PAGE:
Translations and Internationalization

Bullet Train and views generated by Super Scaffolding are localized by default, meaning all of the human-readable text in your application has been extracted into a YAML configuration file in config/locales/en and can be translated into any language you would like to target.

We override the native I18n translation method to automatically include the current team name or other objects depending on the string. For example, here's a description of a membership which you can find on a membership's show page:

The following are the details for David’s Membership on Your Team.

The view can be found here in the bullet_train-base gem:
bullet_train-base/app/views/account/memberships/show.html.erb

Looking at the view, you can see we are only passing a key to the translation method for I18n to process:

<%= t('.description') %>

However, looking at the locale itself, you can see that the string takes two variables, memberships_possessive and team_name, to complete the string:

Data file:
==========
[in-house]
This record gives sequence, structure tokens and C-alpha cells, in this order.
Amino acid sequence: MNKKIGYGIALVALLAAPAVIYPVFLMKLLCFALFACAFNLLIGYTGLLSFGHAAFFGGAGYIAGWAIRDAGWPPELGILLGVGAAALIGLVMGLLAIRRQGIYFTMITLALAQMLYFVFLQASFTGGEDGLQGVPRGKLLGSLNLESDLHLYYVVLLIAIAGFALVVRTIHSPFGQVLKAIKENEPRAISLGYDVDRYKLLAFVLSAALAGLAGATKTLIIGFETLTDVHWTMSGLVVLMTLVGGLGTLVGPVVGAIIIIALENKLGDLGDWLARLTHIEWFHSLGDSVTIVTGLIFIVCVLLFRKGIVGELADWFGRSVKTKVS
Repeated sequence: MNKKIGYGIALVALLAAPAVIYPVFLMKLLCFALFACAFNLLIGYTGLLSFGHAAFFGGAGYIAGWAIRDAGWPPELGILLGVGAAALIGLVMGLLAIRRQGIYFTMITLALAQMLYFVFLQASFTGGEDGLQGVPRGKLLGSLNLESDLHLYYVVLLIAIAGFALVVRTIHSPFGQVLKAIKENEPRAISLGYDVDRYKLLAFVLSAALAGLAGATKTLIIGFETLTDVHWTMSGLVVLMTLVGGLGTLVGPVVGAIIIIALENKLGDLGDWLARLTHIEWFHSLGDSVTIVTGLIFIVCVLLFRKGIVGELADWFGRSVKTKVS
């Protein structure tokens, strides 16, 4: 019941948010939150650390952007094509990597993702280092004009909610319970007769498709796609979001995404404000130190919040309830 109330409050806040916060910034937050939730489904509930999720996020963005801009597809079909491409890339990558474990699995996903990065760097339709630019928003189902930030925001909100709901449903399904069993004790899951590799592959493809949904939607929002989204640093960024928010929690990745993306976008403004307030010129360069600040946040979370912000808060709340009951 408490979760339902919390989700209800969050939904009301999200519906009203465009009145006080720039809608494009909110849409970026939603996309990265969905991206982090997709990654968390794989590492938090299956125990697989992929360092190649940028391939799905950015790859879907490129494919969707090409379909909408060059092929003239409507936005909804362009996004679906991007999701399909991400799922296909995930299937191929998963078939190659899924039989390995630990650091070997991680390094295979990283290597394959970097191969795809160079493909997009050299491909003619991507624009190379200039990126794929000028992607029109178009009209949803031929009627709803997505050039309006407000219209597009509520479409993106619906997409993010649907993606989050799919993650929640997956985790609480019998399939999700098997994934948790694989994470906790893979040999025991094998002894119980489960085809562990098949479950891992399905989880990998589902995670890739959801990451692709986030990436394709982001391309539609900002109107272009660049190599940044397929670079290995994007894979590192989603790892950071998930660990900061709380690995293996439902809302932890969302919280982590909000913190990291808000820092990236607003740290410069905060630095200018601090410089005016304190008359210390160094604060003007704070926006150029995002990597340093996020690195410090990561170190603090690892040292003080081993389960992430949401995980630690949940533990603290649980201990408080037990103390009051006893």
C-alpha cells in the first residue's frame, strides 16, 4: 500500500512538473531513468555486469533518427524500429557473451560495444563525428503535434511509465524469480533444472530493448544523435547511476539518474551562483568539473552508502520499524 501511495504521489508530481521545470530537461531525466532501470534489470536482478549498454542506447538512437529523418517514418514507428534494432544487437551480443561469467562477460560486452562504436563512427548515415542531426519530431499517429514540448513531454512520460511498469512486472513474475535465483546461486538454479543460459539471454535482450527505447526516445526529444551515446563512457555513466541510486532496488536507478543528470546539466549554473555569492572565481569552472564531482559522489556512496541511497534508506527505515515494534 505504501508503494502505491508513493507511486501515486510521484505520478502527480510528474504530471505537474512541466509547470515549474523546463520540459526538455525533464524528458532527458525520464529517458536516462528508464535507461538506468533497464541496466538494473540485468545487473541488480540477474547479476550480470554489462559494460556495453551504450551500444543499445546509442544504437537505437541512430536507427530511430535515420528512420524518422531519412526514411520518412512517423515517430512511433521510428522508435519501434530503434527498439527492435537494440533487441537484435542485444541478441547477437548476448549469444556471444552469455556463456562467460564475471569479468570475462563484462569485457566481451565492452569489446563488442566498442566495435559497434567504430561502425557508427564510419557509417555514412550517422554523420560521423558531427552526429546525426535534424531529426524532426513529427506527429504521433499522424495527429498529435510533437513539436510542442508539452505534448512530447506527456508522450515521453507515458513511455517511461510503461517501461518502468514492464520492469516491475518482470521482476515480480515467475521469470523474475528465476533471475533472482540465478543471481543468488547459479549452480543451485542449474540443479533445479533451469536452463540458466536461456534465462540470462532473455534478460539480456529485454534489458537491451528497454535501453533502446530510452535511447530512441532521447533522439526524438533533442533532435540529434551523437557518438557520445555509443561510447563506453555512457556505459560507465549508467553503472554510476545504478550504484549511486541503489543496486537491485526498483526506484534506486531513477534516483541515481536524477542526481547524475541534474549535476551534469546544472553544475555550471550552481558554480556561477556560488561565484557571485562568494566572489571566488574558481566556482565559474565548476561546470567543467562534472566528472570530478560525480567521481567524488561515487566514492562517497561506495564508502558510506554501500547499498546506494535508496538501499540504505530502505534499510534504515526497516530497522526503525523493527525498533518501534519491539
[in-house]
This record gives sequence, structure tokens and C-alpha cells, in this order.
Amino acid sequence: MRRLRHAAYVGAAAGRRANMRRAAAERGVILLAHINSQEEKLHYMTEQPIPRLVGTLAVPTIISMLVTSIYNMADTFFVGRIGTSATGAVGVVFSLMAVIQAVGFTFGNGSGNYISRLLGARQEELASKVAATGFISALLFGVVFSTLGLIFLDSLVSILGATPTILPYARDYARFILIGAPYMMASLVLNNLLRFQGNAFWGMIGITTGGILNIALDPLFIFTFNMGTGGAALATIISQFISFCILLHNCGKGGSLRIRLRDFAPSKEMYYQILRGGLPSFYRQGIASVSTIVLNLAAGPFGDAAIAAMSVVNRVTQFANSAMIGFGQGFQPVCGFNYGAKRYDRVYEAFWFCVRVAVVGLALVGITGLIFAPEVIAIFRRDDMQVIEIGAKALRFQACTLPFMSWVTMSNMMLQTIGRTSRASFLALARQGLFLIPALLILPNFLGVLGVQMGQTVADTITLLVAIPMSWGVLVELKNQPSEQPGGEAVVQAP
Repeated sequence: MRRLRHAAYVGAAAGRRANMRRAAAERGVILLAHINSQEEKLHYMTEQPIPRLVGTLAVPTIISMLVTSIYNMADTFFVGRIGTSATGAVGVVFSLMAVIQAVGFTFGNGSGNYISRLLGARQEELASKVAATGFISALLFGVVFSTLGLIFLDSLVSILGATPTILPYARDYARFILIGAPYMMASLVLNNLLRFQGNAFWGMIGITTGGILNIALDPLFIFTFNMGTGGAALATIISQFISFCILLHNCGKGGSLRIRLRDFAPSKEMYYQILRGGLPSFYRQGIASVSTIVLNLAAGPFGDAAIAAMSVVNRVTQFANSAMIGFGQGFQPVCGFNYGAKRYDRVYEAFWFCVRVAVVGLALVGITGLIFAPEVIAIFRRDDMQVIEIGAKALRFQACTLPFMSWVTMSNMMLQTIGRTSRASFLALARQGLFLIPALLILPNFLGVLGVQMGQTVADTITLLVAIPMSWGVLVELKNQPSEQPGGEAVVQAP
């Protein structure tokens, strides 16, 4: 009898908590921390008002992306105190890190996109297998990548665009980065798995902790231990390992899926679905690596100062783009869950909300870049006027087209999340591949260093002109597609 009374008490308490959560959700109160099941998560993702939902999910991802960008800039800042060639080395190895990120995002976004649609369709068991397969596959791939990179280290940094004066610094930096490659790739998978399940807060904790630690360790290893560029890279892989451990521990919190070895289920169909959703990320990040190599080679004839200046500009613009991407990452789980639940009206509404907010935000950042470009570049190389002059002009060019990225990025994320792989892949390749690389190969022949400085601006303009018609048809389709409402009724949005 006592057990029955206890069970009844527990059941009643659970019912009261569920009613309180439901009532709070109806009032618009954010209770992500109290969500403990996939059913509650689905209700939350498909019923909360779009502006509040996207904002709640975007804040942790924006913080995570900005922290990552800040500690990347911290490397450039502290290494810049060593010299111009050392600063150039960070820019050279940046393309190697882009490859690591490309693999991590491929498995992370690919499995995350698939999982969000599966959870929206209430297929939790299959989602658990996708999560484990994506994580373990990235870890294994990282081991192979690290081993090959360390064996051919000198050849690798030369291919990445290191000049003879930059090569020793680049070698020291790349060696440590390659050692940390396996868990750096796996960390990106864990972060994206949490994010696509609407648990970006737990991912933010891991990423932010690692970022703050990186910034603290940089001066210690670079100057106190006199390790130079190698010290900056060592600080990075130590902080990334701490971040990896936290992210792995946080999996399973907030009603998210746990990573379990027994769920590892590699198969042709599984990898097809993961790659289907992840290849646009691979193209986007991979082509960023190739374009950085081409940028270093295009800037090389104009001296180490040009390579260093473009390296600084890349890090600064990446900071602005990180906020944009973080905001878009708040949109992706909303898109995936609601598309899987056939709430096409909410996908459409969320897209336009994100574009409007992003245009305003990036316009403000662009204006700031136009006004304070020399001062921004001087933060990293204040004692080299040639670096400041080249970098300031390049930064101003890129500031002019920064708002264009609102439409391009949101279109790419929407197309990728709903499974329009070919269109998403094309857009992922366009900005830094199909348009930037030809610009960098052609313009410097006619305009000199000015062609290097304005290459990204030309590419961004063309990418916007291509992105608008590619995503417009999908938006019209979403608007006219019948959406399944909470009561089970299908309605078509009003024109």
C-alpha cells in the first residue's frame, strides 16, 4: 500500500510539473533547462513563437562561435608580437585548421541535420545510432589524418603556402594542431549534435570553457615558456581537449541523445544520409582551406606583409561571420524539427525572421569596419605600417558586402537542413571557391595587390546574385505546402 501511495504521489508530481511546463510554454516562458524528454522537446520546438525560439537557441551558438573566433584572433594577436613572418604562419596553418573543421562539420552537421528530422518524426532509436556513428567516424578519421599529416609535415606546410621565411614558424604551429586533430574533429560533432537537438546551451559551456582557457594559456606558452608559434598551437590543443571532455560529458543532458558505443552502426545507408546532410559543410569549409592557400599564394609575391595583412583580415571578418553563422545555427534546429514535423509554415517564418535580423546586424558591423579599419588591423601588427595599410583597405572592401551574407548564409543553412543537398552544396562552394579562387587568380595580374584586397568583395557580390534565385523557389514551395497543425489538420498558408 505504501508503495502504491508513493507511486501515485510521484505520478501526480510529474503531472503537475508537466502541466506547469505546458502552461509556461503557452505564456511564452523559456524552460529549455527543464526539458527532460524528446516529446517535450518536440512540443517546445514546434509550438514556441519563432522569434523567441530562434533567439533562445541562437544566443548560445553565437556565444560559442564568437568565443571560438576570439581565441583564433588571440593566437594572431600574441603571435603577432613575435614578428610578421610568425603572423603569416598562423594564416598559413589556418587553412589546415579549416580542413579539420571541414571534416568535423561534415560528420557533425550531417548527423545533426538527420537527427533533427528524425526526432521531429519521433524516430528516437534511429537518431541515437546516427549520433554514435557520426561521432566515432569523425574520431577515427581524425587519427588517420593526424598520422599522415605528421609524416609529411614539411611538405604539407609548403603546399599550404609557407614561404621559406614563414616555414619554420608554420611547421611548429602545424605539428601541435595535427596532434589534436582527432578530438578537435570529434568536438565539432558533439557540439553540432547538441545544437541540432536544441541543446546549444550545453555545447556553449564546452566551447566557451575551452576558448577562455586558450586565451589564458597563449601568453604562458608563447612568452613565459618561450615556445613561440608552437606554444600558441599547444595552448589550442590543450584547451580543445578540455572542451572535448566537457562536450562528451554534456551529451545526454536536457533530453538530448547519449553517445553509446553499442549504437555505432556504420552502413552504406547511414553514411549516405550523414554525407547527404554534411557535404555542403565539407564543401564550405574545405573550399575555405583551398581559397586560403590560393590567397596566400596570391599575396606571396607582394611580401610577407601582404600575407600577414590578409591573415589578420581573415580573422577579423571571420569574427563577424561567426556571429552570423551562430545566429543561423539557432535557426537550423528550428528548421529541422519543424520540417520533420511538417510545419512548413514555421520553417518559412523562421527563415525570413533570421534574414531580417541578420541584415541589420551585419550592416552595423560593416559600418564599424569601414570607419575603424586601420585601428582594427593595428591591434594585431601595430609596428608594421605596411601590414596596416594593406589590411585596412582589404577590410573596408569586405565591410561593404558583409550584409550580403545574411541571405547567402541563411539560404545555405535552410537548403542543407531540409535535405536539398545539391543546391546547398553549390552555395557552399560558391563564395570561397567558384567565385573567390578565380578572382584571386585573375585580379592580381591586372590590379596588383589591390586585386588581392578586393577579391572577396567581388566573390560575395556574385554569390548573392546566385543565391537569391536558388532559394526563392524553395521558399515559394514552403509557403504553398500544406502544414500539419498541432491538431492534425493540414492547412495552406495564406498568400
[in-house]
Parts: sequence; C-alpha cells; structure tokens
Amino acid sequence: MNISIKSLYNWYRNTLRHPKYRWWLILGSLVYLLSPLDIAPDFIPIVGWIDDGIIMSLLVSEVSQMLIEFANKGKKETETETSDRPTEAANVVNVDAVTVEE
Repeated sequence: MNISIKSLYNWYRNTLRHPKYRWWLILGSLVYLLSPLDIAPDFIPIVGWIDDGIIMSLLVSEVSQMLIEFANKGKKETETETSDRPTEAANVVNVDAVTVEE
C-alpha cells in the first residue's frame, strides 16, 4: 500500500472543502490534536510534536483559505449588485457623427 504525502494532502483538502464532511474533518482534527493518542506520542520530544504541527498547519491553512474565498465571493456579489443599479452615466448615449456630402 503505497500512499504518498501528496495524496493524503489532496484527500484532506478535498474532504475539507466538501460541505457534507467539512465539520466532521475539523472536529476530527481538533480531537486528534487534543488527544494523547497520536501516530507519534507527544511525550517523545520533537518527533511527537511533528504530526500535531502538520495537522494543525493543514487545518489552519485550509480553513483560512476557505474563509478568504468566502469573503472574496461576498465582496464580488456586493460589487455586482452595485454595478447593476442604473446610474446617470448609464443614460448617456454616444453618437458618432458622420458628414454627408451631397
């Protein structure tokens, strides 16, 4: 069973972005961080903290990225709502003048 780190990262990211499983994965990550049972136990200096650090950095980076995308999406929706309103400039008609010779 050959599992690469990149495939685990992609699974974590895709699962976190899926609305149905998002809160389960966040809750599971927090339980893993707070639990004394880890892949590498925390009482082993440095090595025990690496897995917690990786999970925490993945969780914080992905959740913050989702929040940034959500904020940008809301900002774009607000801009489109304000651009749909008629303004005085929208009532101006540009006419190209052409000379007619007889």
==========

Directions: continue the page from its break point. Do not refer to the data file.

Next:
description: The following are the details for %{memberships_possessive} Membership on %{team_name}.

Usually, you would pass the variable as a keyword argument:

t('.description', memberships_possessive: memberships_possessive, team_name: current_team.name)

However, in Bullet Train, we override the original translation method to include variable names like this automatically in our locales. Check out the locale helper to get a closer look at how we handle strings for internationalization. For example, the two variables above are generated by the method model_locales in the locale helper.

You can find more information in the indirection documentation about using bin/resolve and logs to pinpoint where your locales are coming from.